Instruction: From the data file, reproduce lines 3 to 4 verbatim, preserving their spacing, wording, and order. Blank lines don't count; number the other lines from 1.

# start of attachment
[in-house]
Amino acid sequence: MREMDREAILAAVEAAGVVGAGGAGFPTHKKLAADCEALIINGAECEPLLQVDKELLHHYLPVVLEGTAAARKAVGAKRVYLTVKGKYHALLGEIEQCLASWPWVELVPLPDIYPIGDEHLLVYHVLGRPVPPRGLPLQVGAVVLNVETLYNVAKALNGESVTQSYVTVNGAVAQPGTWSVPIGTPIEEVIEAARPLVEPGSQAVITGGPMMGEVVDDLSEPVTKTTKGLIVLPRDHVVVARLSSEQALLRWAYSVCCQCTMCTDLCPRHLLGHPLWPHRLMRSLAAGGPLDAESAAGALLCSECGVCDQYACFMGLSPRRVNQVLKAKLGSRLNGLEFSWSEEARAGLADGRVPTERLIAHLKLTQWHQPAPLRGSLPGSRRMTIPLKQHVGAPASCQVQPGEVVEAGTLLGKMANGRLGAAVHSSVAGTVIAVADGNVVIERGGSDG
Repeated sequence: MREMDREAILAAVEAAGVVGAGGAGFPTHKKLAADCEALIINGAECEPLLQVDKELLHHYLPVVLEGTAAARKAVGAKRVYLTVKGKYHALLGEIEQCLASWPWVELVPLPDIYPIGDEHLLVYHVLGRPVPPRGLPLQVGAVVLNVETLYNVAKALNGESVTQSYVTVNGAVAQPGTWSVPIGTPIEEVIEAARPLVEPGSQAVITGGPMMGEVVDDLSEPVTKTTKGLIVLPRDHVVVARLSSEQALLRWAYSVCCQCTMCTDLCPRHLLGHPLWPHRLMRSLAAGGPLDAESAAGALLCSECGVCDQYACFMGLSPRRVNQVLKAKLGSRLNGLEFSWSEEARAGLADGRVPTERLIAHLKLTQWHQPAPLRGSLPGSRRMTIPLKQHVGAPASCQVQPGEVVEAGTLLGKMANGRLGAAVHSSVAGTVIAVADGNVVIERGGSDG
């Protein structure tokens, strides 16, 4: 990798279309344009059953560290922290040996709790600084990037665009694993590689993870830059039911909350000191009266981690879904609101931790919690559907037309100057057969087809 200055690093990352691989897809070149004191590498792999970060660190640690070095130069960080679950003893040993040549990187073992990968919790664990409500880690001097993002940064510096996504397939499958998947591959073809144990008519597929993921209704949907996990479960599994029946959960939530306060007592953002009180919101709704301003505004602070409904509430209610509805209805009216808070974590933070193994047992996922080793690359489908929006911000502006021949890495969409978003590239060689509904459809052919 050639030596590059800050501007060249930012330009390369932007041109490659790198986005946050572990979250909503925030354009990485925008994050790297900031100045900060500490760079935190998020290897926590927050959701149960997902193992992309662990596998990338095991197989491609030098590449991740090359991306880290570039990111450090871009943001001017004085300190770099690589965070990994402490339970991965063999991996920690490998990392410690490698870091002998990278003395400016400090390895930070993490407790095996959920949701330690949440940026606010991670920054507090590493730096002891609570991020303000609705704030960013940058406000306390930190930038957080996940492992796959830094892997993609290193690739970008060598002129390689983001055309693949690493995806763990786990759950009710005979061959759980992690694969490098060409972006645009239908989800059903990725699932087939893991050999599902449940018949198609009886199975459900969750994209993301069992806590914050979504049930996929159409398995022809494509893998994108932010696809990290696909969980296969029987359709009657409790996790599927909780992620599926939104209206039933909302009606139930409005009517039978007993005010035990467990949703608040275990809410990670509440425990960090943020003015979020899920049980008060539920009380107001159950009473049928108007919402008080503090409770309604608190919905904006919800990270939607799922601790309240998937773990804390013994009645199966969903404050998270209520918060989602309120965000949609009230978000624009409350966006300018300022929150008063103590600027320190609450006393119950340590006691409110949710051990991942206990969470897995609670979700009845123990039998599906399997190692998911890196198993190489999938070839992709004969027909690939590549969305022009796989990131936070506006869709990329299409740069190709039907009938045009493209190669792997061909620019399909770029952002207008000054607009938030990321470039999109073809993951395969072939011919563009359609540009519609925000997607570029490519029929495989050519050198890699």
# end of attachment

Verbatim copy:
Repeated sequence: MREMDREAILAAVEAAGVVGAGGAGFPTHKKLAADCEALIINGAECEPLLQVDKELLHHYLPVVLEGTAAARKAVGAKRVYLTVKGKYHALLGEIEQCLASWPWVELVPLPDIYPIGDEHLLVYHVLGRPVPPRGLPLQVGAVVLNVETLYNVAKALNGESVTQSYVTVNGAVAQPGTWSVPIGTPIEEVIEAARPLVEPGSQAVITGGPMMGEVVDDLSEPVTKTTKGLIVLPRDHVVVARLSSEQALLRWAYSVCCQCTMCTDLCPRHLLGHPLWPHRLMRSLAAGGPLDAESAAGALLCSECGVCDQYACFMGLSPRRVNQVLKAKLGSRLNGLEFSWSEEARAGLADGRVPTERLIAHLKLTQWHQPAPLRGSLPGSRRMTIPLKQHVGAPASCQVQPGEVVEAGTLLGKMANGRLGAAVHSSVAGTVIAVADGNVVIERGGSDG
């Protein structure tokens, strides 16, 4: 990798279309344009059953560290922290040996709790600084990037665009694993590689993870830059039911909350000191009266981690879904609101931790919690559907037309100057057969087809 200055690093990352691989897809070149004191590498792999970060660190640690070095130069960080679950003893040993040549990187073992990968919790664990409500880690001097993002940064510096996504397939499958998947591959073809144990008519597929993921209704949907996990479960599994029946959960939530306060007592953002009180919101709704301003505004602070409904509430209610509805209805009216808070974590933070193994047992996922080793690359489908929006911000502006021949890495969409978003590239060689509904459809052919 050639030596590059800050501007060249930012330009390369932007041109490659790198986005946050572990979250909503925030354009990485925008994050790297900031100045900060500490760079935190998020290897926590927050959701149960997902193992992309662990596998990338095991197989491609030098590449991740090359991306880290570039990111450090871009943001001017004085300190770099690589965070990994402490339970991965063999991996920690490998990392410690490698870091002998990278003395400016400090390895930070993490407790095996959920949701330690949440940026606010991670920054507090590493730096002891609570991020303000609705704030960013940058406000306390930190930038957080996940492992796959830094892997993609290193690739970008060598002129390689983001055309693949690493995806763990786990759950009710005979061959759980992690694969490098060409972006645009239908989800059903990725699932087939893991050999599902449940018949198609009886199975459900969750994209993301069992806590914050979504049930996929159409398995022809494509893998994108932010696809990290696909969980296969029987359709009657409790996790599927909780992620599926939104209206039933909302009606139930409005009517039978007993005010035990467990949703608040275990809410990670509440425990960090943020003015979020899920049980008060539920009380107001159950009473049928108007919402008080503090409770309604608190919905904006919800990270939607799922601790309240998937773990804390013994009645199966969903404050998270209520918060989602309120965000949609009230978000624009409350966006300018300022929150008063103590600027320190609450006393119950340590006691409110949710051990991942206990969470897995609670979700009845123990039998599906399997190692998911890196198993190489999938070839992709004969027909690939590549969305022009796989990131936070506006869709990329299409740069190709039907009938045009493209190669792997061909620019399909770029952002207008000054607009938030990321470039999109073809993951395969072939011919563009359609540009519609925000997607570029490519029929495989050519050198890699």